If we were asked “Who was the most patient man in the Bible?” many of us might answer “Job,” as the Scriptures specifically refer to the patience of the afflicted patriarch as being widely known (James 5:11). But this verse does not say that Job was the most patient individual, and his patience, although incredible, apparently had to do with short-term problems that were intense, rather than ones that lasted for years.
To recognize who was probably the most patient individual recorded in the Scriptures we need to look at the life of Moses and to carefully piece together the information the Bible gives us about that leader.
The book of Acts states that Moses was forty years old when he killed the slave abuser and fled in fear from Egypt (Acts 7:22-29). Acts also tells us that Moses then lived forty years in the wilderness before God called him: “After forty years had passed, an angel appeared to Moses in the flames of a burning bush in the desert near Mount Sinai” (Acts 7:30).
The book of Exodus confirms these figures when it tells us Moses’ age when he first spoke to Pharaoh: “Moses was 80 years old and Aaron 83 when they spoke to Pharaoh..." (Exodus 7:7). As we know, after Pharaoh finally released the Israelites, Israel spent 40 years wandering in the wilderness (Number 32:13). Finally Deuteronomy tells us that at the end of that time Moses died at age 120 on the edge of the Promised Land (Deuteronomy 34:7).
So, Moses spent forty long years hiding out in the wilderness before God called him. God could certainly have worked it out for Moses to have been acquitted or exonerated in Egypt so that he could have stayed home until it was time to lead the Israelites out of that land, but God didn’t do that. He let Moses flee and let him live miles from anywhere for four decades. Could it be that Moses was given the opportunity to learn patience in those long, slow desert years? Moses then spent forty years leading the Israelites through more desert and doubtless more slow years – during which Moses’ patience was tried endlessly.
The Israelites in Moses’ care complained continually with an almost ceaseless refrain of “Why have you brought us up out of Egypt to die in the wilderness?” (Numbers 21:5, etc.). On a number of occasions they are said to have grumbled against Moses directly – blaming him for their self-caused problems. Yet throughout all this provocation Moses was almost unfailingly patient with them, often pleading with God on their behalf and asking God, in effect, to be patient with them. We see this especially on the occasion when God threatened that he would wipe out the Israelites for their sinfulness and make a new nation through Moses (Exodus 32:9-10). Moses exhibited incredible patience throughout those years of problems.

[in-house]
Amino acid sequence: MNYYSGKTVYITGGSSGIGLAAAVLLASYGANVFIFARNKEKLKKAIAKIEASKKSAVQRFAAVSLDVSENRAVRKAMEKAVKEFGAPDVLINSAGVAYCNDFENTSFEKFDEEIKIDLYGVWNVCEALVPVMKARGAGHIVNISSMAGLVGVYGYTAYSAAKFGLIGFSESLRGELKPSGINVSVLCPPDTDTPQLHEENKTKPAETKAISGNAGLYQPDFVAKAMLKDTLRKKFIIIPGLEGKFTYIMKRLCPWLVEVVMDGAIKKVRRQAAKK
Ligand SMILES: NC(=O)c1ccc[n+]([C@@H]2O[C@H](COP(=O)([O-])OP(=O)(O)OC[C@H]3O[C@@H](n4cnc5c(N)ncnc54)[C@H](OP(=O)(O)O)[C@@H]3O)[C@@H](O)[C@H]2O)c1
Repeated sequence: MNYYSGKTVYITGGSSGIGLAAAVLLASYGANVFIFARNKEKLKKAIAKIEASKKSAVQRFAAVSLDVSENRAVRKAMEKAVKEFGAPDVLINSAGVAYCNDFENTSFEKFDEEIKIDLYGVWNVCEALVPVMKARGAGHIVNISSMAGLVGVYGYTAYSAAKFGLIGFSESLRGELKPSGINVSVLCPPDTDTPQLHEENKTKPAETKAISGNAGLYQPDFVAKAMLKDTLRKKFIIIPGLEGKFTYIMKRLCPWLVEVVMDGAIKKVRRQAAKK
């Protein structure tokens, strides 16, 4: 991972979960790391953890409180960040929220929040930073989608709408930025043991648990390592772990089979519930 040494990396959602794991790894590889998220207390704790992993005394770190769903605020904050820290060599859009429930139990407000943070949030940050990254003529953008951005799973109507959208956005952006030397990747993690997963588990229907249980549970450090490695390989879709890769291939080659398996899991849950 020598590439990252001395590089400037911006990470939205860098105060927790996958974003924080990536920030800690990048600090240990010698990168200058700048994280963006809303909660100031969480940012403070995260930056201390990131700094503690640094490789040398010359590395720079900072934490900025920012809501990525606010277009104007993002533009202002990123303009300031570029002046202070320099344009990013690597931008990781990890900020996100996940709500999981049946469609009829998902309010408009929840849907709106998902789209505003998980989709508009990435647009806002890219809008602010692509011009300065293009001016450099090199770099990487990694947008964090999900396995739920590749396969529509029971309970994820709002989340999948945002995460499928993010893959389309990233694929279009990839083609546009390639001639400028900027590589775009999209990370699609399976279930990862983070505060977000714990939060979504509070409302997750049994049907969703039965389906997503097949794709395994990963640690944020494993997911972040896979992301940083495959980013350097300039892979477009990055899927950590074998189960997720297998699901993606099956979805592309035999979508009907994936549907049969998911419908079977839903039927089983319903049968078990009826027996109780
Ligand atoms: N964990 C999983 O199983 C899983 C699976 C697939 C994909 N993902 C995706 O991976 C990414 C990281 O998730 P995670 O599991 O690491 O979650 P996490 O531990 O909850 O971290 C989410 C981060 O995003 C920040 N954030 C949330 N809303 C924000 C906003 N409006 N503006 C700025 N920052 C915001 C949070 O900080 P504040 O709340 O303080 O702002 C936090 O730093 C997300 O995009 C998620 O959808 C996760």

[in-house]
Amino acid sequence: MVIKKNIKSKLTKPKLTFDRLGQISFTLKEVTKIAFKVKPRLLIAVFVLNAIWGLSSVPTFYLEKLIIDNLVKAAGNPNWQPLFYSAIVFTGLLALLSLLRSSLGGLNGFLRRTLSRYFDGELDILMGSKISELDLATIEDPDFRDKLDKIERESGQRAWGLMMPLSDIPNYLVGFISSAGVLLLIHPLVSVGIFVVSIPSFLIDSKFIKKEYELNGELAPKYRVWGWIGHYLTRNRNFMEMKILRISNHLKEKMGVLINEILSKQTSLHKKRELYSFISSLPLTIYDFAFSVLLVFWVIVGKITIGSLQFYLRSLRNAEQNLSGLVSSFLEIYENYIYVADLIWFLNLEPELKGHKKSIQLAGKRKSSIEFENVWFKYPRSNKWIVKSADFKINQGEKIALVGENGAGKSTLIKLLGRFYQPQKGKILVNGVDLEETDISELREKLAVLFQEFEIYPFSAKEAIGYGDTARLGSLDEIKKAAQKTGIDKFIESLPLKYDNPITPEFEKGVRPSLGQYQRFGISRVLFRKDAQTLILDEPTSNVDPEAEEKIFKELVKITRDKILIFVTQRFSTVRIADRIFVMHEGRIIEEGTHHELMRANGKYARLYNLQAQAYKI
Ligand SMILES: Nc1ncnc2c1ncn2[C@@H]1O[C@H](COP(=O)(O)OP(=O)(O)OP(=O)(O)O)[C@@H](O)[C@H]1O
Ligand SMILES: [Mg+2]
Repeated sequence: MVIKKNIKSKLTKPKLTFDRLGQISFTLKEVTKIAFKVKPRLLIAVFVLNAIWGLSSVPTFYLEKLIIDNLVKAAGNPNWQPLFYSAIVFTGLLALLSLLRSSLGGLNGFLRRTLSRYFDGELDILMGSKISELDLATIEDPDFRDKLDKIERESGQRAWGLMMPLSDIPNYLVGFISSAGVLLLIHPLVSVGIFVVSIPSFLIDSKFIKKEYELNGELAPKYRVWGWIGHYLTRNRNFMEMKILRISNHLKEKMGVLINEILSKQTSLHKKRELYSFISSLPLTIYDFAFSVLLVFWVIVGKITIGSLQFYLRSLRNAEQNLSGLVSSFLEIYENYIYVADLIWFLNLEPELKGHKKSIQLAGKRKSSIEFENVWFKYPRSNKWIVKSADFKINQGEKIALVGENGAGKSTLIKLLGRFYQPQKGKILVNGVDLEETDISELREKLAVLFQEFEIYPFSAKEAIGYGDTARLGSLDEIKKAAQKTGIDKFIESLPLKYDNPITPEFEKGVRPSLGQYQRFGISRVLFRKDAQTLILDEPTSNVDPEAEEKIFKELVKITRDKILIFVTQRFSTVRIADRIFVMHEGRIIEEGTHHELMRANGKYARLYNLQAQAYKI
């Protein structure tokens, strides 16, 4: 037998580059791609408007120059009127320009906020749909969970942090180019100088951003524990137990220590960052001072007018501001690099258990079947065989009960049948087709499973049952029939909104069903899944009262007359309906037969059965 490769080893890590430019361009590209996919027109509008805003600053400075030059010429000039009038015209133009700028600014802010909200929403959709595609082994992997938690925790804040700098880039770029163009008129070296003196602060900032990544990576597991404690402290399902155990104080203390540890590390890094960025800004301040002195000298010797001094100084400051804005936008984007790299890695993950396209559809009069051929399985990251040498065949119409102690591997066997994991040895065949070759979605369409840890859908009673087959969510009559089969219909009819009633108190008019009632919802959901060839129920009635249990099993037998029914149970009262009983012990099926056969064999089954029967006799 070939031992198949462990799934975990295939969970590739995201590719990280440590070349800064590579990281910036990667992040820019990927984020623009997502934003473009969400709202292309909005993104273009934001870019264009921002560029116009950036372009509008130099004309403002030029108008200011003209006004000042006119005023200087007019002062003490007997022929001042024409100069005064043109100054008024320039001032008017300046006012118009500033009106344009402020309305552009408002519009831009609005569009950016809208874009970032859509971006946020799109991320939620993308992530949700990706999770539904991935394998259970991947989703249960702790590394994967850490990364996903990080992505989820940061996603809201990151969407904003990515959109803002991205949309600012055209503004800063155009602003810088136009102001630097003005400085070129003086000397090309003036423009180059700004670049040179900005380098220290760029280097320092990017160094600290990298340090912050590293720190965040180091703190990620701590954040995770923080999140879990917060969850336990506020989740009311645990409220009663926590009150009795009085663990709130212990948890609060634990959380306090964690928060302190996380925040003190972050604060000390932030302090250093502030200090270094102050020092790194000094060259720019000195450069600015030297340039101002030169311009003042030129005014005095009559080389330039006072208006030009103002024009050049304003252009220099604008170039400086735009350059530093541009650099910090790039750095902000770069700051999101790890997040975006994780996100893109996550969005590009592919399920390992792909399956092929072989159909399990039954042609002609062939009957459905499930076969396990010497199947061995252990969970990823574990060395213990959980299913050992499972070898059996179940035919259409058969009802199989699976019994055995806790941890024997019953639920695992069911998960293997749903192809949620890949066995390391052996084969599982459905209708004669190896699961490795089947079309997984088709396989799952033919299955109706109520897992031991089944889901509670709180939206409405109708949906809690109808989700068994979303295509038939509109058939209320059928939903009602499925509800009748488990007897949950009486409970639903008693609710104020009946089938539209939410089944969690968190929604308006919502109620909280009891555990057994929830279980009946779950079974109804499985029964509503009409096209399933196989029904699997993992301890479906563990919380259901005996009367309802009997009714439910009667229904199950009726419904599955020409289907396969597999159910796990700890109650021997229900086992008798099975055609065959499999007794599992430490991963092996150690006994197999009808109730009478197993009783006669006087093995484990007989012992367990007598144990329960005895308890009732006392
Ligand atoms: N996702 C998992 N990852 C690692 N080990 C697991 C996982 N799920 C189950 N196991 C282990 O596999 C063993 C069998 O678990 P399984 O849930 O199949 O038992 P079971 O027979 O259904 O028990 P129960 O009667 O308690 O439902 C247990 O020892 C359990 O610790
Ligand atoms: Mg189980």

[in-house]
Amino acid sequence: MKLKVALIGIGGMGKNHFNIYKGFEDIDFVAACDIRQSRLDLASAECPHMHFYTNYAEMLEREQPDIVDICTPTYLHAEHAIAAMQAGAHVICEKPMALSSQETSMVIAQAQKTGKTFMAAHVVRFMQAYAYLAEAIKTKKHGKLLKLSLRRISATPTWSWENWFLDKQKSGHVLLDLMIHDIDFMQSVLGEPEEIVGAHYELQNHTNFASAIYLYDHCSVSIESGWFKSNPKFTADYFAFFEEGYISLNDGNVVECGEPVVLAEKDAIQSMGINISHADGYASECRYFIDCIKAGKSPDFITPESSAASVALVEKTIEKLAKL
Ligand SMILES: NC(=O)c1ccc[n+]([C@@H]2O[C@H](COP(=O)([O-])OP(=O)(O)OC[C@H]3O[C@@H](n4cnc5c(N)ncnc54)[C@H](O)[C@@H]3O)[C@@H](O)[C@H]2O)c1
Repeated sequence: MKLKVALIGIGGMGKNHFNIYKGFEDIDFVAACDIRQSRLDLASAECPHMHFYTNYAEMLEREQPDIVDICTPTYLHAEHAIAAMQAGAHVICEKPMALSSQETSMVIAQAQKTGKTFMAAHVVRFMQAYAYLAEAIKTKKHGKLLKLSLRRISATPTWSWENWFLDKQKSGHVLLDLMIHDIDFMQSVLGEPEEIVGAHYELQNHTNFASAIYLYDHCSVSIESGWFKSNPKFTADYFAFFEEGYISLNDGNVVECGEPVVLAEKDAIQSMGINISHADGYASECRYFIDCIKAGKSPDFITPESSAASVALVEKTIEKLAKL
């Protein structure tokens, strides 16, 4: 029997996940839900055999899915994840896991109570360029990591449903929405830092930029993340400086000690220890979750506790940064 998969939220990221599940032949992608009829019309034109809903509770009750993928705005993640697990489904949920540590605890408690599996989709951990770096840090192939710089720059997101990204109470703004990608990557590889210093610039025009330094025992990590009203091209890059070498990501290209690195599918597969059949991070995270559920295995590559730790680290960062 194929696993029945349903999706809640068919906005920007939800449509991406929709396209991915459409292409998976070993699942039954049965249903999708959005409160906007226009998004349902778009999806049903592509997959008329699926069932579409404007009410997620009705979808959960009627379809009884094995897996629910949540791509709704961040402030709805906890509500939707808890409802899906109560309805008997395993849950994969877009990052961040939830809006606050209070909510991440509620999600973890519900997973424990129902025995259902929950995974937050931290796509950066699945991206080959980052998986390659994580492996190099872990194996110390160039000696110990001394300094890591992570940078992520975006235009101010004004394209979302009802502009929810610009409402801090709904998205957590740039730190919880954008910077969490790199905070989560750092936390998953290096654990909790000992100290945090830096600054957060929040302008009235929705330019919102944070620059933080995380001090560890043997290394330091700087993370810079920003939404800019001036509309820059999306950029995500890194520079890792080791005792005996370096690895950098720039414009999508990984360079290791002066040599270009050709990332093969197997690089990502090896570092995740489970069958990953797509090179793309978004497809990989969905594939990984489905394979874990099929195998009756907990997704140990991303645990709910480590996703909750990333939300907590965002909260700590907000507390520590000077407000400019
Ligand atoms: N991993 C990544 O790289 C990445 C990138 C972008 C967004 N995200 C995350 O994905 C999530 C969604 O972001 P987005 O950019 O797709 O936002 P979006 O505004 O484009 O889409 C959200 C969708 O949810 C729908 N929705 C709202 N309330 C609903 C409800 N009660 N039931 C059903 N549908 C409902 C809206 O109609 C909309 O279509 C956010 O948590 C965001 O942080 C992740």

Certainly Moses may have became impatient at times – his striking the rock twice at Meribah (Numbers 20:8-11) may have been the result of a moment of impatience when water did not appear immediately. This event led to Moses being denied entry into the Promised Land (Numbers 20:12), but in this we see that God was holding him to an exceptionally high standard – perhaps because patience was the quality needed above all else in the job God had called Moses to do.
At the end of Moses’ life, after waiting forty years to see the Promised Land, Moses displayed patience again in humbly accepting God’s decision that he would not, at that time, enter the land for which he had worked and waited so patiently.
Many of the characters whose stories are told in the Old Testament displayed patience, yet perhaps none more so than Moses. It is interesting that the book of Ecclesiastes contrasts patience with pride (Ecclesiastes 7:8) – because we are told that Moses was: “ .. a very humble man, more humble than anyone else on the face of the earth” (Numbers 12:3).
Moses seems to have learned patience over forty years to then do a supremely patience-requiring job for a further forty years. In that regard, Moses truly learned to act like God – who was patient with Israel that whole time, too. And there is a lesson in this aspect of Moses’ life for all of us. Just as Moses doubtless did not realize he was being prepared to be patient, so we may not realize that some of the things that we feel impatient about may be being used to prepare us also. That can be a very encouraging thought.